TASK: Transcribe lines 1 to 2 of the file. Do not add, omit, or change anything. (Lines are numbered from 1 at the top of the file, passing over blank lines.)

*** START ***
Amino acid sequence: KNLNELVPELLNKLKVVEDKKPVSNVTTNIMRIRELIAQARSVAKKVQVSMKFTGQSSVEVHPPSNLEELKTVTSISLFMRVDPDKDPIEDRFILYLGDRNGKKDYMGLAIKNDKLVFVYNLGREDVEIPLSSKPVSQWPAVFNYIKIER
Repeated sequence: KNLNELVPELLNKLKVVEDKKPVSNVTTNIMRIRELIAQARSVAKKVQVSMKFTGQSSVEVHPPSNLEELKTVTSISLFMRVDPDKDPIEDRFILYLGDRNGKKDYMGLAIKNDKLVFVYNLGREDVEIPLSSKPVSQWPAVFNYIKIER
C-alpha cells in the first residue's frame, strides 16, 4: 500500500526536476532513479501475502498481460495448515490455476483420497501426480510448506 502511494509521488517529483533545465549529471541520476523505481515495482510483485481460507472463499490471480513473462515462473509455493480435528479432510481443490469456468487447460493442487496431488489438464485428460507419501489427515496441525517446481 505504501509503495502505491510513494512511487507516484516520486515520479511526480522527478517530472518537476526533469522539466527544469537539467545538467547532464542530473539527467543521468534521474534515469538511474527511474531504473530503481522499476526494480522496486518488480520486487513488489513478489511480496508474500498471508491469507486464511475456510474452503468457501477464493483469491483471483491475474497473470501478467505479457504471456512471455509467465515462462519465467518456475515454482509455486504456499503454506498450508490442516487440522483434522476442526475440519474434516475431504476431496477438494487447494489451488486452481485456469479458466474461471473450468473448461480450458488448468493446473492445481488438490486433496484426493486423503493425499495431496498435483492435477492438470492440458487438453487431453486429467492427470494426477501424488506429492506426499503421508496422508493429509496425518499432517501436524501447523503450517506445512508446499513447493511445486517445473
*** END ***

Amino acid sequence: KNLNELVPELLNKLKVVEDKKPVSNVTTNIMRIRELIAQARSVAKKVQVSMKFTGQSSVEVHPPSNLEELKTVTSISLFMRVDPDKDPIEDRFILYLGDRNGKKDYMGLAIKNDKLVFVYNLGREDVEIPLSSKPVSQWPAVFNYIKIER
Repeated sequence: KNLNELVPELLNKLKVVEDKKPVSNVTTNIMRIRELIAQARSVAKKVQVSMKFTGQSSVEVHPPSNLEELKTVTSISLFMRVDPDKDPIEDRFILYLGDRNGKKDYMGLAIKNDKLVFVYNLGREDVEIPLSSKPVSQWPAVFNYIKIER